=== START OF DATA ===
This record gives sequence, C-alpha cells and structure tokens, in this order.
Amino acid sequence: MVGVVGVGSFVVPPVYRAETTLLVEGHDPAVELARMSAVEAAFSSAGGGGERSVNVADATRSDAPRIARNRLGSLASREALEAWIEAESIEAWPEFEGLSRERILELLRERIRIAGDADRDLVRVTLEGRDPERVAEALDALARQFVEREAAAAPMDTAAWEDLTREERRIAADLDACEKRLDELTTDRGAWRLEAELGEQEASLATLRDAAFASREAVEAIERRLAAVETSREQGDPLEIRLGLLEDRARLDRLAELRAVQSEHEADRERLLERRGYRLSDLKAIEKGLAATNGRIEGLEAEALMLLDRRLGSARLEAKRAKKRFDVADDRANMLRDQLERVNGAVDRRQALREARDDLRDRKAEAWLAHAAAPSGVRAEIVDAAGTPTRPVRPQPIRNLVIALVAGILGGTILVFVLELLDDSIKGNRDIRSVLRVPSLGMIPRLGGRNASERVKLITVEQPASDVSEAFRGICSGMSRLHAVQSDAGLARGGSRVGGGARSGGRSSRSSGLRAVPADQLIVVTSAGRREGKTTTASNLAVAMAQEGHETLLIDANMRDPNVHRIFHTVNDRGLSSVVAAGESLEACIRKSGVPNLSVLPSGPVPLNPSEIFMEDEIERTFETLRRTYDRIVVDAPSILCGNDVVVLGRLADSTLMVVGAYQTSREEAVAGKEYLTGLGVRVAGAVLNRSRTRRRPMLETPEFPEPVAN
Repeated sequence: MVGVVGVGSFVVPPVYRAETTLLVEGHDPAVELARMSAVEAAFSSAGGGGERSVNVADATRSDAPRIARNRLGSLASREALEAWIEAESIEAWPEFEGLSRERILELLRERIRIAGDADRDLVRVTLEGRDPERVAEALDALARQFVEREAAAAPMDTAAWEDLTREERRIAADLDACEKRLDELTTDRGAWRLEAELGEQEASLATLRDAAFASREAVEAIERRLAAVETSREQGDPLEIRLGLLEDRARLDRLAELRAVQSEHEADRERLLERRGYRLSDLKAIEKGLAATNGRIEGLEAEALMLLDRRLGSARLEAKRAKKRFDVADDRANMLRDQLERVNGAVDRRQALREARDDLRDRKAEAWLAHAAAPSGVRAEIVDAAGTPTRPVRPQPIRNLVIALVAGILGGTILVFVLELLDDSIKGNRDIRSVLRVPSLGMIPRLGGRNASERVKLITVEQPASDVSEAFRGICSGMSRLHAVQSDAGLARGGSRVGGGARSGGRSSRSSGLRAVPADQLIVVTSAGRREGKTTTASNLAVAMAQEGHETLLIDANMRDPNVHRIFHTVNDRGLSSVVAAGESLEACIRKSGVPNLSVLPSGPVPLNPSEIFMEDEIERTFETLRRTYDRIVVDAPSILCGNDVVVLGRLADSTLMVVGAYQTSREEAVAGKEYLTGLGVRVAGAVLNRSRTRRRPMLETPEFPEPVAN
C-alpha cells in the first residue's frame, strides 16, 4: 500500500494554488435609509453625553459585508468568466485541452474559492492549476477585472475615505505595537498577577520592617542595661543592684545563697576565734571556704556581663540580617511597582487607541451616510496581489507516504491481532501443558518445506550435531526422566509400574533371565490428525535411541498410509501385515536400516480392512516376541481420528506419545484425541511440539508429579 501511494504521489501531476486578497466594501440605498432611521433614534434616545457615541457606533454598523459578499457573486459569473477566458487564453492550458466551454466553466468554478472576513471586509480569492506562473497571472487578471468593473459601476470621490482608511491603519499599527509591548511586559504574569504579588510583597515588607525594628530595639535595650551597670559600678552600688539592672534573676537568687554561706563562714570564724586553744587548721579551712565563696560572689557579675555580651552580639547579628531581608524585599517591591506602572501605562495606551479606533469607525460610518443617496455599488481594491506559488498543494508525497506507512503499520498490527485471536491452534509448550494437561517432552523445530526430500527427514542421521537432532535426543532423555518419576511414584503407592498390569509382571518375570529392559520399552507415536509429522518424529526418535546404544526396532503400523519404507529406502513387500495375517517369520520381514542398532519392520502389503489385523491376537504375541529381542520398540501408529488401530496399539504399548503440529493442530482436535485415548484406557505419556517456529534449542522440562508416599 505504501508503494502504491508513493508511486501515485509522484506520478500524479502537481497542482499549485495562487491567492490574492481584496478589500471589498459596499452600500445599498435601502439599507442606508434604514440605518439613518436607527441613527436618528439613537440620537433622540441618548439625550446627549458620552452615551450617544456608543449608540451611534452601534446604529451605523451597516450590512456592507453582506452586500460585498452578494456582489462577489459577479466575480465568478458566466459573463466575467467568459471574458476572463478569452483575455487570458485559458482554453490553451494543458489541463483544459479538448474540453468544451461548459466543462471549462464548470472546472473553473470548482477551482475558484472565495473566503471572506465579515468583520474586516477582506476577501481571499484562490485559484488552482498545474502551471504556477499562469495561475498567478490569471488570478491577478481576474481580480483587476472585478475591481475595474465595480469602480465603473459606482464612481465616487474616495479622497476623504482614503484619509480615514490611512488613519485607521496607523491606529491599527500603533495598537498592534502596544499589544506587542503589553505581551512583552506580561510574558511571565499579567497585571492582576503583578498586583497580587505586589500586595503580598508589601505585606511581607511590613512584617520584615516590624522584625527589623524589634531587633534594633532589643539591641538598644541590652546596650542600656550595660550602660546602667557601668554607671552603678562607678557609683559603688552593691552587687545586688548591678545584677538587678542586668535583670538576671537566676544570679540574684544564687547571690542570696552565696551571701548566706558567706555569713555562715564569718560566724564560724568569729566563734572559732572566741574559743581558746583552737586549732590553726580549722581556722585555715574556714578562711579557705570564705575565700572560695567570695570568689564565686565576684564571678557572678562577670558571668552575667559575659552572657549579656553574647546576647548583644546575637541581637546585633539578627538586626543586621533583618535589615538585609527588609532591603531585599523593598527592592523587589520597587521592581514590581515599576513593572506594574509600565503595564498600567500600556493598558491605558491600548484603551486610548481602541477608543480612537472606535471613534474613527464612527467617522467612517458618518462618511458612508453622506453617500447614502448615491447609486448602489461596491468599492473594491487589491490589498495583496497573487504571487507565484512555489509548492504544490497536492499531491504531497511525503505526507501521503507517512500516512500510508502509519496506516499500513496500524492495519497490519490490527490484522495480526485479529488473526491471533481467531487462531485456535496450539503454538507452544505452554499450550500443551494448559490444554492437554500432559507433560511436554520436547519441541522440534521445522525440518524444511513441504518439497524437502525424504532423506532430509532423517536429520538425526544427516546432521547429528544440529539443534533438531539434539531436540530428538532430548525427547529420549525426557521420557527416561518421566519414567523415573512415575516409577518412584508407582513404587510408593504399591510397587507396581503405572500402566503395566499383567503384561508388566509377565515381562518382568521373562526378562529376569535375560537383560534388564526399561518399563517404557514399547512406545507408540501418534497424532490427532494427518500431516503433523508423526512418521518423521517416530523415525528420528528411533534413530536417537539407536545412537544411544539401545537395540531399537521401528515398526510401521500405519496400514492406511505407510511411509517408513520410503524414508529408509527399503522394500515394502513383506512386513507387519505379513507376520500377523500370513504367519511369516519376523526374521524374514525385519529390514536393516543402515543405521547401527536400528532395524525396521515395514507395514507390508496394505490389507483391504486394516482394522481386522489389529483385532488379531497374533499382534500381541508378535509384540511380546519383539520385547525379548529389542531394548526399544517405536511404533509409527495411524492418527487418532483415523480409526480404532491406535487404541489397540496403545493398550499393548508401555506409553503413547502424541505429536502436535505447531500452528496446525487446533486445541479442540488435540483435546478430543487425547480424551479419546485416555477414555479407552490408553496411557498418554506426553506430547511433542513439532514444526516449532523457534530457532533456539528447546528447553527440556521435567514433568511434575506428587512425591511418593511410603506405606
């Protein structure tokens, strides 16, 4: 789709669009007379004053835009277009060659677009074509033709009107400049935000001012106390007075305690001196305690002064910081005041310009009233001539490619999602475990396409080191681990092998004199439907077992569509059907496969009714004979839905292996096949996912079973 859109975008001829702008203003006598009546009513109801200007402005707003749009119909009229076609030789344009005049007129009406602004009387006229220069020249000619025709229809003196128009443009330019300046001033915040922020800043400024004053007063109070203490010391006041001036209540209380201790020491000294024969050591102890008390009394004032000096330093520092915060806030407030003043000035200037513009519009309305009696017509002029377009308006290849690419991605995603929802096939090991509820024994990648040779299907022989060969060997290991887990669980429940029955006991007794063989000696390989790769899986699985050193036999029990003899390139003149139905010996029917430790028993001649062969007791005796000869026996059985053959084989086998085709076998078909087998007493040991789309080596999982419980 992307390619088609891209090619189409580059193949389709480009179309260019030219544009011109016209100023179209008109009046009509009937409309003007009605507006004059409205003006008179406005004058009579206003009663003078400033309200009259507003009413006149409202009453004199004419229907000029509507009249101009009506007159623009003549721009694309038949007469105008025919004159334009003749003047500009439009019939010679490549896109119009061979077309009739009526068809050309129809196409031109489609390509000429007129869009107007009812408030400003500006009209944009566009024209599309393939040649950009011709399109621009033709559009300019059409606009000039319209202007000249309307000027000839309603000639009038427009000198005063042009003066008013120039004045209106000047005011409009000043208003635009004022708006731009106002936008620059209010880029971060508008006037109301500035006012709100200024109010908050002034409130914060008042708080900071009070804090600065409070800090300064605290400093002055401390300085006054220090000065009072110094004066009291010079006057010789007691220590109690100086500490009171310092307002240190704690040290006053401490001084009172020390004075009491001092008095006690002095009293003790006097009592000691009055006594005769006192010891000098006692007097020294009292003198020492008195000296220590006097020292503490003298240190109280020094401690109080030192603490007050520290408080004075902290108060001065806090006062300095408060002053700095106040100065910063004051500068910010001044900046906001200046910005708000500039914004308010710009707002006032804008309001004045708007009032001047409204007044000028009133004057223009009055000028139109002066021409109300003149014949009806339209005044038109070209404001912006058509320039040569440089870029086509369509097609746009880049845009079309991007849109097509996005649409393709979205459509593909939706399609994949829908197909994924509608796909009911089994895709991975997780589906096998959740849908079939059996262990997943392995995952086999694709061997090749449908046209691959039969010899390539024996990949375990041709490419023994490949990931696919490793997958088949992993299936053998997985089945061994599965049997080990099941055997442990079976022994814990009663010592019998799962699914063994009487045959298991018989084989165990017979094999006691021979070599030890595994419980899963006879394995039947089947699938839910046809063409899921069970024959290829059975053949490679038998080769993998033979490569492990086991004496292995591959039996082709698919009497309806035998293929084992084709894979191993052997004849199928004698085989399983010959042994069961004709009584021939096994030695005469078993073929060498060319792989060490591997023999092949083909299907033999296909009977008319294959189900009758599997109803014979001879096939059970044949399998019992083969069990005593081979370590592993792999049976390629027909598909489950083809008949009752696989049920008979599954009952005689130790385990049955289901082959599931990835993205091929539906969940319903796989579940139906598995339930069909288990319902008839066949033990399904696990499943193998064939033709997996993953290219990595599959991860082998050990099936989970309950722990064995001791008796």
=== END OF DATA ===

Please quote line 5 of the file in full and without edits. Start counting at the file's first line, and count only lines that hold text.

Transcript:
């Protein structure tokens, strides 16, 4: 789709669009007379004053835009277009060659677009074509033709009107400049935000001012106390007075305690001196305690002064910081005041310009009233001539490619999602475990396409080191681990092998004199439907077992569509059907496969009714004979839905292996096949996912079973 859109975008001829702008203003006598009546009513109801200007402005707003749009119909009229076609030789344009005049007129009406602004009387006229220069020249000619025709229809003196128009443009330019300046001033915040922020800043400024004053007063109070203490010391006041001036209540209380201790020491000294024969050591102890008390009394004032000096330093520092915060806030407030003043000035200037513009519009309305009696017509002029377009308006290849690419991605995603929802096939090991509820024994990648040779299907022989060969060997290991887990669980429940029955006991007794063989000696390989790769899986699985050193036999029990003899390139003149139905010996029917430790028993001649062969007791005796000869026996059985053959084989086998085709076998078909087998007493040991789309080596999982419980 992307390619088609891209090619189409580059193949389709480009179309260019030219544009011109016209100023179209008109009046009509009937409309003007009605507006004059409205003006008179406005004058009579206003009663003078400033309200009259507003009413006149409202009453004199004419229907000029509507009249101009009506007159623009003549721009694309038949007469105008025919004159334009003749003047500009439009019939010679490549896109119009061979077309009739009526068809050309129809196409031109489609390509000429007129869009107007009812408030400003500006009209944009566009024209599309393939040649950009011709399109621009033709559009300019059409606009000039319209202007000249309307000027000839309603000639009038427009000198005063042009003066008013120039004045209106000047005011409009000043208003635009004022708006731009106002936008620059209010880029971060508008006037109301500035006012709100200024109010908050002034409130914060008042708080900071009070804090600065409070800090300064605290400093002055401390300085006054220090000065009072110094004066009291010079006057010789007691220590109690100086500490009171310092307002240190704690040290006053401490001084009172020390004075009491001092008095006690002095009293003790006097009592000691009055006594005769006192010891000098006692007097020294009292003198020492008195000296220590006097020292503490003298240190109280020094401690109080030192603490007050520290408080004075902290108060001065806090006062300095408060002053700095106040100065910063004051500068910010001044900046906001200046910005708000500039914004308010710009707002006032804008309001004045708007009032001047409204007044000028009133004057223009009055000028139109002066021409109300003149014949009806339209005044038109070209404001912006058509320039040569440089870029086509369509097609746009880049845009079309991007849109097509996005649409393709979205459509593909939706399609994949829908197909994924509608796909009911089994895709991975997780589906096998959740849908079939059996262990997943392995995952086999694709061997090749449908046209691959039969010899390539024996990949375990041709490419023994490949990931696919490793997958088949992993299936053998997985089945061994599965049997080990099941055997442990079976022994814990009663010592019998799962699914063994009487045959298991018989084989165990017979094999006691021979070599030890595994419980899963006879394995039947089947699938839910046809063409899921069970024959290829059975053949490679038998080769993998033979490569492990086991004496292995591959039996082709698919009497309806035998293929084992084709894979191993052997004849199928004698085989399983010959042994069961004709009584021939096994030695005469078993073929060498060319792989060490591997023999092949083909299907033999296909009977008319294959189900009758599997109803014979001879096939059970044949399998019992083969069990005593081979370590592993792999049976390629027909598909489950083809008949009752696989049920008979599954009952005689130790385990049955289901082959599931990835993205091929539906969940319903796989579940139906598995339930069909288990319902008839066949033990399904696990499943193998064939033709997996993953290219990595599959991860082998050990099936989970309950722990064995001791008796």